"Not only were we without ammunition but the location I had been briefed to occupy (and told I was not to move from without Brigade authority) was useless. The corn only yards in front of the single gun was three feet high and that was the limit of our field of observation and fire. There was also the matter of an unknown number of Germans, only 100 yards to our rear, and there was the problem of shortage of ammunition. Captain Bowler (the Officer at Brigade, responsible for coordinating the arcs of fire for all the three Machine Gun Platoons) had not visited us as arranged back in England to sort out any problems on the ground. Try as he did Andy Fairhurst could not contact Brigade, nor could he raise any of the other M.M.G. [Medium Machine Gun] Platoons. In the end I went to Brigade and got permission to take all the members of the Platoon, not actually manning the guns, to go back to the D.Z. and search for ammunition, but I must be back at the guns no later than 1000 hours. Others were making desperate efforts just to join up with the main force."
While Lieutenant Dean was away, a Section from his Machine Gun Platoon was ordered to occupy the "ring contour", in the 12th Battalion sector near Le Bas de Ranville. "The 12th Battalion Platoon Commander told me the Brigadier had moved the Section up to the crest and we were about to cross the road when we first heard the approaching heavy armour. I sent Serjeant Kelly's ammunition carriers at the double to join him and then scrambled up the bank in order to observe. Before I got to the top a gun away to my left opened up, followed immediately by the regular rat-a-ta-tat of a single Vickers. More shots were fired and when I was in a position to see what was happening, three tanks no more than 100 yards away were already stopped, one already blazing and the two others quickly followed suit. Up the slope and further away, a fourth tank was also on fire. (I later learnt that what I had regarded as tanks were in fact S.P.'s. [Self-Propelled Guns])"
"Before we set off to look for ammunition, I had found a position from where the other section would be able to carry out its task and led the carriers there. On the way we passed close to one of the 6 pounders responsible for knocking out the armour and I paused to congratulate them. Not surprisingly they were as pleased as Punch with themselves. I left the carriers at the new position and went, accompanied by Private Alf Williams, to collect the gun team who had remained behind. Moving up the final stretch of hedge, inexplainably, I took a 36 grenade from my pouch, carried it in the right hand and my left fore finger through the pull ring. I was looking to my left where the German armour had flattened the hedge. Alf was alongside, hissing in my ear, "Jerry's" up there". I looked ahead. A party of Germans had come along the track from the farm and were gazing intently at the burning vehicles. Out came the pin and away went the grenade. I grasped my Sten, released the safety catch and in true Boys Own Paper style, charged. Surprise was complete, the Germans took to their heels back towards "Lieu Harras". For once the Sten didn't let me down, a full magazine without a stoppage. The Vickers had been stuffed under the hedge, I called to Alf to collect it, while I reloaded and got off another full magazine at the fleeing enemy, although they were well out of range by now, but I hit one of them, as he stopped clutching the back of his thigh and two of his companions came back and supported him as they staggered away. Alf hoisted the tripod across his shoulders and picked up the condenser can which left me with only the gun itself to carry. We then legged it as fast as we could back to safety."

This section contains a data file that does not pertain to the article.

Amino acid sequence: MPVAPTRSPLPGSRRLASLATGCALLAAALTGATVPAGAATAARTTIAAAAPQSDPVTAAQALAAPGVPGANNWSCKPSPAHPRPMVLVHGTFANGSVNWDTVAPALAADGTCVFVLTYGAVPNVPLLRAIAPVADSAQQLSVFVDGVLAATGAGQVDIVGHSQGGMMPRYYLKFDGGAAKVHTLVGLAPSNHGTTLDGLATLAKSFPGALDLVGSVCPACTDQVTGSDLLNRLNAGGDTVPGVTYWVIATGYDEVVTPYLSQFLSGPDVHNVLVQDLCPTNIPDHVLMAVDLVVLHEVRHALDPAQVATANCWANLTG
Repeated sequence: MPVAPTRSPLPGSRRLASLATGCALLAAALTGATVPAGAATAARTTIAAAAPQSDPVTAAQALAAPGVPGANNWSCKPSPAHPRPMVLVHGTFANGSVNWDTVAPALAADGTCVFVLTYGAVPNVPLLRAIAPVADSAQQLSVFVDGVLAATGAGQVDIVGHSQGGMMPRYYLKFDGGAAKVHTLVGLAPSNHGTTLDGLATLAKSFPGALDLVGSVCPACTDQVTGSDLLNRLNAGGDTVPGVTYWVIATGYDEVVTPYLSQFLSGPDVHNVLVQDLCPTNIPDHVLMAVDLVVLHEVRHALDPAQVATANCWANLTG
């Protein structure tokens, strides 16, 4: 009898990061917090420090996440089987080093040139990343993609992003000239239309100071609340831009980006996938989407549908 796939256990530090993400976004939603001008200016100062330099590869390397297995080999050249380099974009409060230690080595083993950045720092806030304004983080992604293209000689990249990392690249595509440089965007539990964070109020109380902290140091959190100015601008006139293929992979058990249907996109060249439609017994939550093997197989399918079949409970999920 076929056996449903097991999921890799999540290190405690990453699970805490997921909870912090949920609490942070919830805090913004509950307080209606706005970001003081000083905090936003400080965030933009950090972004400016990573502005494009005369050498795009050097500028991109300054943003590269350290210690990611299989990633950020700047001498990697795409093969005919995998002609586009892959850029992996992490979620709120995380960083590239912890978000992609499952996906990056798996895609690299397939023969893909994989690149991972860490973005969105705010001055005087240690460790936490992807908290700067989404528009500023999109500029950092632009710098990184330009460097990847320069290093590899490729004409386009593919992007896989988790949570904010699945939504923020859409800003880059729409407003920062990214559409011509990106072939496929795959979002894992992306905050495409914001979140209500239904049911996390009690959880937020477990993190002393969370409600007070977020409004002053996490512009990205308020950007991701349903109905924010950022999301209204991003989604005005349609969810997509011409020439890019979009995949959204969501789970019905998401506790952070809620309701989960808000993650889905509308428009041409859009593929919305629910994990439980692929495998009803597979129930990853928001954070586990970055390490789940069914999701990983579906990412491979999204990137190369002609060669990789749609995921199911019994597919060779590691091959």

"On reaching the track leading to where I had left the ammunition carriers, we slowed to a walk and noticing a rabbit sitting up in the hedge to my left, I halted, lowered the gun to the ground and drawing my .45 pistol took a shot at the animal. Where upon much to my surprise, not twenty yards away in the corn, a German soldier rose up. We looked at each other in silence and then he took to his heels and ran off. Dropping the pistol dangling at the end of the lanyard, I got another full magazine load of Sten fire at the fleeing "Jerry"."
Commenting on the situation that unfolded during the following weeks: "The supply of weapons etc. lost on the drop was unbelievable, a 24 hour service and the two new guns replacing those lost (plus the spare carried in the Q.M.'s [Quartermaster] glider), all came complete with dial sights, which we had not been issued with back home. Serjeant George Kelly pointed out, that if I reported a sight destroyed by enemy action, a replacement would be forthcoming, hence when the Battalion returned to England, he would be able to train the Platoon to use them. I informed the R.Q.M.S. [Regimental Quartermaster Sergeant] of our plans and within days, all four guns were fitted with sights. During this period in reserve, we spent several hours each day mastering these new devices. They were not much different from the mortar sights with which we were already accustomed to using and before we moved back into the front line, Serjeant Kelly informed me that the Platoon, in the words of the training manual, were capable of engaging the enemy, even when the target was obscured by fog, smoke or darkness, at ranges greater than other weapons were capable of."